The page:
REVIEW: The Rock Sound Riot Tour, O2 ABC, Glasgow

Billy Talent, O2 ABC, Glasgow
14 November 2012

This year’s tour from Rock Sound is headlined by Canadian Emo-Punk quartet Billy Talent, with support from the One Direction of rock, Don Broco (erroneously thanked as “Donny Broken” by BT frontman Ben Kowalewicz) and AWOLNation – whose recorded material does no justice to their savage Jack White-influenced electronic blues-rock and was rapturously received by the young and surprisingly (for a rock/pink gig) clean-cut ABC crowd.

Billy Talent  spent just over a minute luring this impatient audience into a false sense of calm with the thoughtful and melodic ‘Lonely Road to Absolution’ before exploding into an earth-shattering opening salvo of Viking Death March, Devil in a Midnight Mass and This Suffering, whose unrelenting, rampaging rhythm and soaring choruses sent the crowd into a kind of ecstatic rage.

Such was the intensity of the opening songs that both band and crowd seemed to be tiring gradually throughout the middle portion of the set with only the occasional outrageous feat of guitar sorcery from Ian D’Sa raising a pulse in an increasingly lifeless collection of ballads which bottomed-out around the time of Smells Like Teen Spirit and the aptly named Anticlimax. This lull cannot be blamed on a lack of effort of musicianship on the part of the band, more an over-familiarity with their own material which gave them the impression of labouring through the motions for songs whose appeal lies far more in the energy with which they are performed than their melodies.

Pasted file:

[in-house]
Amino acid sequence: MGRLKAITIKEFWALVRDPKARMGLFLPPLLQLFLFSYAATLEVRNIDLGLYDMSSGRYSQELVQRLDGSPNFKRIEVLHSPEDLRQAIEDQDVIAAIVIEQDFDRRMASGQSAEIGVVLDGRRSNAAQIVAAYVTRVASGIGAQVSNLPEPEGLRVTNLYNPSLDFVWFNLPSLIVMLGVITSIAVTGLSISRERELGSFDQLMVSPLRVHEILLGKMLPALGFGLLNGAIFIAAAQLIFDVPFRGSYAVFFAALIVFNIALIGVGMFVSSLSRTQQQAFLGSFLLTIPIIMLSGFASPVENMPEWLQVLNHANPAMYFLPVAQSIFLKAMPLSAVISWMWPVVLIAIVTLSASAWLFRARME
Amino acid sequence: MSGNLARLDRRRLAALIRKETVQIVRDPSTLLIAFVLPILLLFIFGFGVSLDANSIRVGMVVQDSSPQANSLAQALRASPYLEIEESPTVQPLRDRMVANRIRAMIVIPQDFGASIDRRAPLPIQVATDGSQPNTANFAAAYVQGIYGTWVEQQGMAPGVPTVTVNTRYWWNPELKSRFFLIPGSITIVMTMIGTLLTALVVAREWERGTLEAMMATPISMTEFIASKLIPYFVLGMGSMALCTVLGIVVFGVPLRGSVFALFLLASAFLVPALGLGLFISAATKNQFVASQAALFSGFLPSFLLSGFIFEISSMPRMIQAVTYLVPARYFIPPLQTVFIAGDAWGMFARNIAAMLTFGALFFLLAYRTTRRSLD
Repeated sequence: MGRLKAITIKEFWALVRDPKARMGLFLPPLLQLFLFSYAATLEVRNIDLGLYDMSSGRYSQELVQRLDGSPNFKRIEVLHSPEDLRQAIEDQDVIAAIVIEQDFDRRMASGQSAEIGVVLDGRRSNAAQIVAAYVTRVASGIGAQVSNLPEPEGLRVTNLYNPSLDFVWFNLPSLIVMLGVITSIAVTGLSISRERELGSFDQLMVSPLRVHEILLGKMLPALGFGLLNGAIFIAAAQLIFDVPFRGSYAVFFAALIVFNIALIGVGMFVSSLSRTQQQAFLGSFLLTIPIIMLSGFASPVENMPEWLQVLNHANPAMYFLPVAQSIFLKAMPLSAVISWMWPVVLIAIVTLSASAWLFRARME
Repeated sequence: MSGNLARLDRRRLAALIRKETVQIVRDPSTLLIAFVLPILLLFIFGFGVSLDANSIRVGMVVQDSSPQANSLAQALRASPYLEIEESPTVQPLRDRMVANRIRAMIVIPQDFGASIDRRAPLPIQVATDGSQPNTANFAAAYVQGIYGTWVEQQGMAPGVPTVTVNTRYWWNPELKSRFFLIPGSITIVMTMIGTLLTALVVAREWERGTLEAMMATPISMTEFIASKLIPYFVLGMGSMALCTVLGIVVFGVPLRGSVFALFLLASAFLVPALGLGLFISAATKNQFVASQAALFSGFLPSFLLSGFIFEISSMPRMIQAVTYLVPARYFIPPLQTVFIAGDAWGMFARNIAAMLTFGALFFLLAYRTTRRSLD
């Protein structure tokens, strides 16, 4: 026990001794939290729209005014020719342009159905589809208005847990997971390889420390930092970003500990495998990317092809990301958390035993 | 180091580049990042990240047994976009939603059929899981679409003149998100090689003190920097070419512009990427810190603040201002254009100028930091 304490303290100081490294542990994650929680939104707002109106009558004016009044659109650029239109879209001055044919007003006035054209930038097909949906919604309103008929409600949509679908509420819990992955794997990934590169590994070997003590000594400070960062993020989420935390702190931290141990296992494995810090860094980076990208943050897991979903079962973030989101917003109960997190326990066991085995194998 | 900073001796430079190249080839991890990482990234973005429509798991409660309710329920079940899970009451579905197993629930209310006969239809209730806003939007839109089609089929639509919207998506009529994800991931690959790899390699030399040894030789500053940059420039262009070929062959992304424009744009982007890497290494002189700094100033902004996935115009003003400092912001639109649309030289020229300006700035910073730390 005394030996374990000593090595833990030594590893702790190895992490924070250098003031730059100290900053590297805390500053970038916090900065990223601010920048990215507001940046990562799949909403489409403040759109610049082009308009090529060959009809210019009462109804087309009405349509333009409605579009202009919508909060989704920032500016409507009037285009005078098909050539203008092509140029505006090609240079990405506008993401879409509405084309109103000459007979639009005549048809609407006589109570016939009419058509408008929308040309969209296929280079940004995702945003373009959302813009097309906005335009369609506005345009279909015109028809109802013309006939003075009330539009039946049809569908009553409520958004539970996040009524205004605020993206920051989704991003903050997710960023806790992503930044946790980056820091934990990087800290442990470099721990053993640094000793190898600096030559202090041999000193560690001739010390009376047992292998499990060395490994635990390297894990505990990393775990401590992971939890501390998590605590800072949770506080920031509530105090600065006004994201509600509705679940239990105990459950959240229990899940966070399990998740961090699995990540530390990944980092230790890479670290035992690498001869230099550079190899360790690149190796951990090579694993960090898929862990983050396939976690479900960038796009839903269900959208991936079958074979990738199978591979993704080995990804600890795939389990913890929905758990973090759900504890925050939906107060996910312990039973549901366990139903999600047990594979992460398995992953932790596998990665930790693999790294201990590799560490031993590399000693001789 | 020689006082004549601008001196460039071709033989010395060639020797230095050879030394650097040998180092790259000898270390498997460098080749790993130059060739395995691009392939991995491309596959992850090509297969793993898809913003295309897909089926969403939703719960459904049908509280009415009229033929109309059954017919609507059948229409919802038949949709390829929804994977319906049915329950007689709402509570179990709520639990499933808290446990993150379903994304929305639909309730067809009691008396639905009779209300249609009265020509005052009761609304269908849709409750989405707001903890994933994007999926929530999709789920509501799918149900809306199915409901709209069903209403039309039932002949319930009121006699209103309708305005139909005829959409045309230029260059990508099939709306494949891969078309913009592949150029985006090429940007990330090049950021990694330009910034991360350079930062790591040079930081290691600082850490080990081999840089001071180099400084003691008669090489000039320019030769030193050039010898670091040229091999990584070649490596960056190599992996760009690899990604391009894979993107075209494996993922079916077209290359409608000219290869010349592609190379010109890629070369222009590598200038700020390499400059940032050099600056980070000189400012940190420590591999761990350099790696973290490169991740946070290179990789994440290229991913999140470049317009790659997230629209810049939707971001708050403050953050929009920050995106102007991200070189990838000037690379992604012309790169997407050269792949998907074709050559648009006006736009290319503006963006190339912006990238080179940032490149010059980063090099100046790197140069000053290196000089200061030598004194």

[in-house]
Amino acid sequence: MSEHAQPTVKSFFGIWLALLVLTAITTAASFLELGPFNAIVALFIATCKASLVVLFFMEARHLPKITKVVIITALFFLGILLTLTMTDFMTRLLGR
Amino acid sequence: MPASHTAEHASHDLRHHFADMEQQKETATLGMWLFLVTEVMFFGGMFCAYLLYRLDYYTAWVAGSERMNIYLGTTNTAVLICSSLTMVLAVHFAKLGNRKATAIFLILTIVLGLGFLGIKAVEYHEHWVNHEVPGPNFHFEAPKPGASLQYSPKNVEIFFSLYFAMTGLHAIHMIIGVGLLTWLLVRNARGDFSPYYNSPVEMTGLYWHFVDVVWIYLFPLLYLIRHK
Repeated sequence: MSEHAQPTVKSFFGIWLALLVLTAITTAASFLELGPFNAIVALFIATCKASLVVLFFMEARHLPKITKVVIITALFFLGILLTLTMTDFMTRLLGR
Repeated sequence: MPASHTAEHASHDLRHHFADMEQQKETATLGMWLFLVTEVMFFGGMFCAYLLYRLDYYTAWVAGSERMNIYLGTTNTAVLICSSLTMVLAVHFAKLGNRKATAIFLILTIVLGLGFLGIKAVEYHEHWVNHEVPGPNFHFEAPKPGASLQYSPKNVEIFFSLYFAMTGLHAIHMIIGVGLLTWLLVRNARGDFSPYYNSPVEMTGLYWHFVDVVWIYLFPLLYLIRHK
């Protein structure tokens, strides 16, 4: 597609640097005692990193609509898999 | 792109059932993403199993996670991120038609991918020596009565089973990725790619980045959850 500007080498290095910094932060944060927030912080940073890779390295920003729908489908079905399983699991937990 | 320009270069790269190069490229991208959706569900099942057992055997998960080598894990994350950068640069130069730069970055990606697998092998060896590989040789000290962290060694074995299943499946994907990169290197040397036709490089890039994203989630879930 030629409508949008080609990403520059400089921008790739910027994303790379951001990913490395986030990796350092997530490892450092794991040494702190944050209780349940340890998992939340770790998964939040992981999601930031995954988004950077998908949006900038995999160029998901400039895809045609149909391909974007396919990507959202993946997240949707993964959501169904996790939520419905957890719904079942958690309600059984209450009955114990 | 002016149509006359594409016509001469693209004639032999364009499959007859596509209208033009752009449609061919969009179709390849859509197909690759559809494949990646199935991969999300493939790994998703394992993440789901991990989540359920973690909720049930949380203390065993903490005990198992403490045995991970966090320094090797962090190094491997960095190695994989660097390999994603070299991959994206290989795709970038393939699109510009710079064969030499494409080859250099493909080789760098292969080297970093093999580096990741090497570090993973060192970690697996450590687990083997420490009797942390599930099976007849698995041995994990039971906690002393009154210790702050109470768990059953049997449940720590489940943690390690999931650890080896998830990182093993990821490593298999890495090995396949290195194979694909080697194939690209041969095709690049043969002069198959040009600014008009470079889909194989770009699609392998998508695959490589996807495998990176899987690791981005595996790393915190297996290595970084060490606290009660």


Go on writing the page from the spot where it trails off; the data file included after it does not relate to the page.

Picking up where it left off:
This slight lethargy also exposed the rather limited range of ideas which have spawned Billy Talent’s back catalogue, with altogether too many vocal melodies along the pattern of slow, moaning verse and fast, screechy chorus, and a similar excess of baselines that sound suspiciously like Muse’s ‘Hysteria’.

But Billy Talent came across all the while as consummate professionals and skilled musicians – particularly D’Sa on the guitar, who did the work of three men with a kind of obsessive diligence that had a defibrillating effect on a few ailing numbers – and, like all such experienced and capable operators, they had a little left in the tank going into the last couple of songs, with rousing renditions of Try Honesty and Devil on your Shoulder cajoling the crowd away from its half-hearted efforts to chuck emaciated, 16-year-old crowd surfers at the bouncers and back into a swirling, bouncing mosh pit which lasted all through the spirited encore of singalong favourites Falling Leaves and Red Flag.

Kowalewicz’s closing remarks to the crowd included a mention of the band’s impending twentieth anniversary – perhaps in their old age it may be time for them to consider a shorter, greatest-hits set, otherwise a respected rock band risk coming across as endemic of a genre, perhaps even an industry, which is running out of ideas.


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